Our night at the hostel was rough. The enclosed courtyard was very quiet but I kept waking and feeling like I was choking on the dank, heavy air. We went for a little walk in the early morning sun and watched the town come to life — fishermen pushing their boats out, grandfathers on bicycles, little ones in their school uniforms perched on the handlebars getting a lift to school. We decided to see a doctor about Alice's fever, thinking it better to sort out an ear infection before our prime snorkelling time kicked in. It turns out the hostel was just a block away from the walk-in clinic. We sat in the waiting room listening to the women around us chat about local politics. Each woman in turn would take one look at Alice and put their hand on her forehead, clucking about her high temperature and glassy eyes. The colectivo kept stopping outside to let people off, the ladies informed me that the lineups were shorter in the beach part of the Pueblo. The prices were posted on the wall, 35 pesos for a consultation, 40 pesos for medication. After a quick triage with the nurse and a little more waiting we talked to a sweet young doctor in four-inch heels. We left with a handful of prescriptions. Later that day, we ran into one of the local women from the clinic and she asked after Alice.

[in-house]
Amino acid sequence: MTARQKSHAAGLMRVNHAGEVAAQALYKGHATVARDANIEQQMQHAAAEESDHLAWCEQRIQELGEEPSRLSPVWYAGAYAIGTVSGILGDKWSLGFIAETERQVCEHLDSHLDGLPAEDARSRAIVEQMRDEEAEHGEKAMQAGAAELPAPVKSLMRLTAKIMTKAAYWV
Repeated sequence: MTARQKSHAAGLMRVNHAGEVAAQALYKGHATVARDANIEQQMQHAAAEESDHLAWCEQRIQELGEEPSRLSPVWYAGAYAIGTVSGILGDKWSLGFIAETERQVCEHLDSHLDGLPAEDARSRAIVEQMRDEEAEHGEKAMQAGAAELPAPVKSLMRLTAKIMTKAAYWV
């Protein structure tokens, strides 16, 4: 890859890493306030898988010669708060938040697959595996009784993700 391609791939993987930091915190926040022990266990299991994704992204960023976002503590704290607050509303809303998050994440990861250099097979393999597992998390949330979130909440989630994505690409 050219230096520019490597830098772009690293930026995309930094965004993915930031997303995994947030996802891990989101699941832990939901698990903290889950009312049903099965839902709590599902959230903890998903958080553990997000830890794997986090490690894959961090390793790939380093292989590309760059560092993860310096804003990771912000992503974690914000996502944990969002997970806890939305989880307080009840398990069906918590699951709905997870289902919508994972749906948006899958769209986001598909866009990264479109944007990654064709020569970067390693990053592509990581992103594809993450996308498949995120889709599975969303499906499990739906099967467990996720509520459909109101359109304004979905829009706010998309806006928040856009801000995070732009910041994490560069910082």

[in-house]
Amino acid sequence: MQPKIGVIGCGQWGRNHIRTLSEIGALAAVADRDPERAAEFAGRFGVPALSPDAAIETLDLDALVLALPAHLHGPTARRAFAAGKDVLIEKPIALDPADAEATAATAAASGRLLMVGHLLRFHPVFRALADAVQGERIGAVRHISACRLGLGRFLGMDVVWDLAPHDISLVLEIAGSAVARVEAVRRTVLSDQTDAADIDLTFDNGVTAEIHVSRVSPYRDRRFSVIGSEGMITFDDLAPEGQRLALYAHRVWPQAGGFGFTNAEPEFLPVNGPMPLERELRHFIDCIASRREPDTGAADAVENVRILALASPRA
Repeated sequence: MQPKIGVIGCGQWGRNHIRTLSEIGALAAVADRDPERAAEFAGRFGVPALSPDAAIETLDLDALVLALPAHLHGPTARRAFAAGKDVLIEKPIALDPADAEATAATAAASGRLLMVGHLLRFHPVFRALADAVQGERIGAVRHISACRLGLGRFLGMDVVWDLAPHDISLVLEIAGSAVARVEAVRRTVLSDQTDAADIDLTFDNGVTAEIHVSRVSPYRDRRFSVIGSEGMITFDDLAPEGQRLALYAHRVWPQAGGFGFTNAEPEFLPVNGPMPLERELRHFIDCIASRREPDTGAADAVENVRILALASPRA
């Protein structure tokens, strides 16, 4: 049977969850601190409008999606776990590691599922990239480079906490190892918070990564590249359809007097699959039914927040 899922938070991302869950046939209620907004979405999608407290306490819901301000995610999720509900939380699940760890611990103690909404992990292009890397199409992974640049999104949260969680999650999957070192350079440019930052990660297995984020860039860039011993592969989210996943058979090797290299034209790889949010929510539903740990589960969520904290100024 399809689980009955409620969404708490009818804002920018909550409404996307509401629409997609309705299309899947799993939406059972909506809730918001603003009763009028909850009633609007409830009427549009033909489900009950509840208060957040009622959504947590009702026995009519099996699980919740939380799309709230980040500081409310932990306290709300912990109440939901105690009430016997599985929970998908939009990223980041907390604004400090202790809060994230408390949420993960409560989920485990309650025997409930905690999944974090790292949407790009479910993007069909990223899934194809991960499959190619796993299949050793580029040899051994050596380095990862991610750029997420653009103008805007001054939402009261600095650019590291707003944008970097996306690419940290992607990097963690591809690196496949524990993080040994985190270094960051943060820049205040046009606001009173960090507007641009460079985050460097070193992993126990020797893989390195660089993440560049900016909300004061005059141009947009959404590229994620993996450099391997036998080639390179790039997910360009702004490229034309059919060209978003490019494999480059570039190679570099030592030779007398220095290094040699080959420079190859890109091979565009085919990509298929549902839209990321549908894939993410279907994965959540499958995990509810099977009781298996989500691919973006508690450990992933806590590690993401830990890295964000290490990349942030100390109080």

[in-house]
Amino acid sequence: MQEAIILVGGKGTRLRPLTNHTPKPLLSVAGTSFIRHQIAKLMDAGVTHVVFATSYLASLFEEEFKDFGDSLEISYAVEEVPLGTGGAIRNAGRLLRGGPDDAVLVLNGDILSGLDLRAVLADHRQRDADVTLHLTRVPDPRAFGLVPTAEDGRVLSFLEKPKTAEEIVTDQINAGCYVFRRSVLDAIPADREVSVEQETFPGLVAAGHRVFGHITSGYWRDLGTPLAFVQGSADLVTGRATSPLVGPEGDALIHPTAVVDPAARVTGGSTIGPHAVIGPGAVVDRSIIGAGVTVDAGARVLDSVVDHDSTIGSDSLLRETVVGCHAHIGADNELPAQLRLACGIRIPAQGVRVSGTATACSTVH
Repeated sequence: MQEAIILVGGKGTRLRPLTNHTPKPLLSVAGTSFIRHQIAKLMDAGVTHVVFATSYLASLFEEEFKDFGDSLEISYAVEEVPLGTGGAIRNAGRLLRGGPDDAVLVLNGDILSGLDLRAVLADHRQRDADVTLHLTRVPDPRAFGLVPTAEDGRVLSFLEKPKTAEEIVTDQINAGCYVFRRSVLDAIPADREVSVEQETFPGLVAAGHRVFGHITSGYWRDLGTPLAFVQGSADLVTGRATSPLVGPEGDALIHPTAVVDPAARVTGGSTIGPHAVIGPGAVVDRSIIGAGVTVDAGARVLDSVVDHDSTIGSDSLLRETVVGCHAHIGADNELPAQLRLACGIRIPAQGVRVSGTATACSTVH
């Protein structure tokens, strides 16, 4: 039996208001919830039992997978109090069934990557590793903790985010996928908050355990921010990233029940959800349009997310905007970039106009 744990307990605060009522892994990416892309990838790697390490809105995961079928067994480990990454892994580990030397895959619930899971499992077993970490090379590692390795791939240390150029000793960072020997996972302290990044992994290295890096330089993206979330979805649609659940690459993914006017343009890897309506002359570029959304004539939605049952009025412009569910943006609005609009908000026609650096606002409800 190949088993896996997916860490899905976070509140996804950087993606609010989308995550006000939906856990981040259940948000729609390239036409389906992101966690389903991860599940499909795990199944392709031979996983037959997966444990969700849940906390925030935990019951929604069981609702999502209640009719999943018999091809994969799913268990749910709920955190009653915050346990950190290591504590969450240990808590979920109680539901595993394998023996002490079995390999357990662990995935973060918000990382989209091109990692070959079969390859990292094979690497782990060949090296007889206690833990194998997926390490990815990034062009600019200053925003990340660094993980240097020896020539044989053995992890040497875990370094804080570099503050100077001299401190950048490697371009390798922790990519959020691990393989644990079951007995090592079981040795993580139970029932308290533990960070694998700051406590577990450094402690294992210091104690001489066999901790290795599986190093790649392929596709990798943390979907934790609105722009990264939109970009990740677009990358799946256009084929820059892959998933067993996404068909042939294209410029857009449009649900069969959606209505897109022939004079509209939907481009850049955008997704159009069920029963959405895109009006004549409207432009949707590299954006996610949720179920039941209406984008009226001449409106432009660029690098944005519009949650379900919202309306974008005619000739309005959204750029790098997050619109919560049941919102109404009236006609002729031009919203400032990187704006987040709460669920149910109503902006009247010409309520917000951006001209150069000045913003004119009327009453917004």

In the afternoon we made a date to meet Steve back at the beach shack, asking him to first drop by the seafood place in La Colonia for some ceviche. He turned up with a bag of totopos (fried tortilla chips), saladitas (saltines) and a half litre each of shrimp and octopus ceviche, the best we've ever had. We sat in the breezy shade, the sun blazing on the white sand and the pale water and devoured every last, delicious drop. The kids were happily building sand castles a little ways down the beach. When we went to collect them on the way home we found them with Cathy, a 70-year-old sculptor who kindly shared her sandcastle-building knowhow and tools with the kids. She was perfecting what looked like a modern take on an adobe home. Frances declared on the walk back that she wished she had three grandmothers.